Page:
Nah, this French-flavored actioner romps through its steps as if its success depends on outrunning logic. For the most part, it succeeds.
It’s hard to know what a fussy Frenchman would think, the City of Light transformed from film’s most romantic locale, suddenly vulgarized by an American action film mentality. Sprouting wild-ass shoot-outs like vineyard grapes, unleashing a damn exciting highway chase with weaving cars and a bazooka, ‘From Paris With Lov’e is the movie equivalent of EuroDisney – Americanizing Paris, both spectacular and distracting, with zero attention span and ….. hey look, a balloon!
Jonathan Rhys-Myers is a civilian security officer at the American embassy in France. On the night of his wedding proposal, he’s dispatched to assist a visiting agent on a mysterious and dangerous mission. Enter John Travolta as Charles Wax, a maniacal assassin dispatched to chase a terrorist syndicate.
Travolta anchors the film down deep with his sudden hulkiness, bald pate, and the weight of his screen ego. His forehead seems to be gaining mass and could go supernova any second. You wonder if he should be the first movie star tested for steroids. Roid rage would explain his foul mouthed, shoot-first ass-kicking through the seedy side of Paris. Perhaps torn apart by the gravitational pull of Travolta’s forehead, the film completely loses sense of reality. And don’t you just love it for it?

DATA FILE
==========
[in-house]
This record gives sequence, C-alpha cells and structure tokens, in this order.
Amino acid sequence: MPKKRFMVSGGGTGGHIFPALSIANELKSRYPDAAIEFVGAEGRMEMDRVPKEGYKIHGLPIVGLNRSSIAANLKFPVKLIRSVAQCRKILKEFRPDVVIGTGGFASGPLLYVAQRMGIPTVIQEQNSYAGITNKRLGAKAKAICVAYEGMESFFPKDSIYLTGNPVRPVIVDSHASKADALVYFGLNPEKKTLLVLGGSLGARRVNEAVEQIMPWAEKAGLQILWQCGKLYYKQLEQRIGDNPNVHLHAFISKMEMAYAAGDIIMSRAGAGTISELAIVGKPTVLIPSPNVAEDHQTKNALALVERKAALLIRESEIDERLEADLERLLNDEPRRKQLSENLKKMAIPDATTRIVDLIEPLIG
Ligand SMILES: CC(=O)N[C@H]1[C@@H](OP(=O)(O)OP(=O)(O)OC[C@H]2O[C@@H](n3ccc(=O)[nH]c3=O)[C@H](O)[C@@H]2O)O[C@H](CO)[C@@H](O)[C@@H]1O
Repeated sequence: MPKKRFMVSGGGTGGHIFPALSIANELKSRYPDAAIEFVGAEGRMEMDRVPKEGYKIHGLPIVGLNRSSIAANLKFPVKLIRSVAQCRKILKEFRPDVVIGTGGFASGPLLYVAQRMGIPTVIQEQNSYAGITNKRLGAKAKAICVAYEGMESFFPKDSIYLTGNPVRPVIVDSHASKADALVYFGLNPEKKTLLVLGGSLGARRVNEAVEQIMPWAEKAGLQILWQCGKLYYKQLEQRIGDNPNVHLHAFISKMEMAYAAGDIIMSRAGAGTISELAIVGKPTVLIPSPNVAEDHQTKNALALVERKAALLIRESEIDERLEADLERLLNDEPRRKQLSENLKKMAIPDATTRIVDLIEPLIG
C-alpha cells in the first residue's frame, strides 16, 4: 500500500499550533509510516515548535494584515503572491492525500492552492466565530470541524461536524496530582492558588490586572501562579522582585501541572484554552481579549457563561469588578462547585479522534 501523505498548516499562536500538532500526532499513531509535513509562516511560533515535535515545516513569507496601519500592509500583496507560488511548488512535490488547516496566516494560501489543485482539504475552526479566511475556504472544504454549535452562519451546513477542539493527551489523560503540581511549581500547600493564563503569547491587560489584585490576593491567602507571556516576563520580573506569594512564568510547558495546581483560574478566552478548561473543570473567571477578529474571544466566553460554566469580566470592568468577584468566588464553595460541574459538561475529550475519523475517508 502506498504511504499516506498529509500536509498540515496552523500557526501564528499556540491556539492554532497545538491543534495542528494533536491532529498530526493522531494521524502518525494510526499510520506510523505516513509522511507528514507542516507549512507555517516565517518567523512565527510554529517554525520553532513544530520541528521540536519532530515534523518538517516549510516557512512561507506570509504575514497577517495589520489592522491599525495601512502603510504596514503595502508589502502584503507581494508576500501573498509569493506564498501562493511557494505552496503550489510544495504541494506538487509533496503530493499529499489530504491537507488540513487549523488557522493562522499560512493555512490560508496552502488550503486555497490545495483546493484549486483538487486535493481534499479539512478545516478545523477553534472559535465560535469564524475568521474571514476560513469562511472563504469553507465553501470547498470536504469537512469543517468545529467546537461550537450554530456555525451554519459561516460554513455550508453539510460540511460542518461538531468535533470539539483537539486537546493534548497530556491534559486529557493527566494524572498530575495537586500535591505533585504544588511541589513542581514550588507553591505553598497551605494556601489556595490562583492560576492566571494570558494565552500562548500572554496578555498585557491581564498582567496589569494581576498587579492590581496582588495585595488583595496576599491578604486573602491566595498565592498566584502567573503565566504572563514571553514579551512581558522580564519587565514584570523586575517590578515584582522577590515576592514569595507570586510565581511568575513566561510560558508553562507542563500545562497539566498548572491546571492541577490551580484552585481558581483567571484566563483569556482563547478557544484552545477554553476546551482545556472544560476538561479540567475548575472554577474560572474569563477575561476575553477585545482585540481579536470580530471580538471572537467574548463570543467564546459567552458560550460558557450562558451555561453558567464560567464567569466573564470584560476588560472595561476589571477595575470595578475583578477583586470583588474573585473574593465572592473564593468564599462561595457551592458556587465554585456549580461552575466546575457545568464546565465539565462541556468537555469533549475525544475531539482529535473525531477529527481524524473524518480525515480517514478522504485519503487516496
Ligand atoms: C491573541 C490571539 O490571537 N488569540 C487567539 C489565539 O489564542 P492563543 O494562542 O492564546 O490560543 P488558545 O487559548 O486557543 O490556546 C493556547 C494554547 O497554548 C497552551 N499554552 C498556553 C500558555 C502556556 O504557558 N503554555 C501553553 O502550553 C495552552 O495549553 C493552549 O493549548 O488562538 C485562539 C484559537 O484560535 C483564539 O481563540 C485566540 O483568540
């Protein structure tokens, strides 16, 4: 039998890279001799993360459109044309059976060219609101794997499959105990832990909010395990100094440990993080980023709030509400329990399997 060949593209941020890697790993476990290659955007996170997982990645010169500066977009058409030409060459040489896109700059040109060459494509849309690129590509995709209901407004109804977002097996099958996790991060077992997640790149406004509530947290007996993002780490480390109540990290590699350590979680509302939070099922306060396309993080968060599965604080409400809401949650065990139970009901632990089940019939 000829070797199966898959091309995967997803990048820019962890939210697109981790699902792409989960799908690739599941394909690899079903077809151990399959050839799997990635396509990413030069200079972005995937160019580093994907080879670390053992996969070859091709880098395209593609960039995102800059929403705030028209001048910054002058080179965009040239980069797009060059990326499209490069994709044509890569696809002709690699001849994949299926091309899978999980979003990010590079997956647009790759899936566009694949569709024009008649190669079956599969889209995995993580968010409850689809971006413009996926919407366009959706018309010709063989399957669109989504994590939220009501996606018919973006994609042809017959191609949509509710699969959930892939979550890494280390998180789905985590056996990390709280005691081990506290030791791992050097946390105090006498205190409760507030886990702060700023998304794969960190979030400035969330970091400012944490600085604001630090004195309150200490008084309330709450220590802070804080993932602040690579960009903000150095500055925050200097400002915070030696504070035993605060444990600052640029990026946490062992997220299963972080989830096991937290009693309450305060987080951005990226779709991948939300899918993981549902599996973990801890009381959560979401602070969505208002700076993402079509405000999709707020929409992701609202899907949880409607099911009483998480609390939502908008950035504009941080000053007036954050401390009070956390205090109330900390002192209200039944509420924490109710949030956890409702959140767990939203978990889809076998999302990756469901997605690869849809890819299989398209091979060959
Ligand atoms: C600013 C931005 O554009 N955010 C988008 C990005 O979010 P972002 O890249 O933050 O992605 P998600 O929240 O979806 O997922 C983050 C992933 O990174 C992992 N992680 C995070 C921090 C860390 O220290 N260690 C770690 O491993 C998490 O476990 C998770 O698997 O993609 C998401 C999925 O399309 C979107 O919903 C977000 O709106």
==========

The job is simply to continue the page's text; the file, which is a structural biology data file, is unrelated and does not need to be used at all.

‘From Paris With Love’ is the product of Pierre Morel (joined by producer Luc Besson), responsible for the respected ‘District B13’ and last year’s big hit ‘Taken.’ It is carnivorous cinema, digesting recent action films and sharply regurgitating them. We might be regurgitating, too, if the film didn’t know how to intelligently and amusingly smother the whole thing in tasty action gravy. You can’t put Travolta in Paris without handing him a Royale with Cheese. At least the film has the good graces to decorate it with a hint of cleverness.
If ‘From Paris with Love’ changes your life, it will only be by awakening your long latent epilepsy. Yet its pleasures are undeniable– superbly staged and edited, pasted together by a wink and nod, washed down with a hint of genre satire.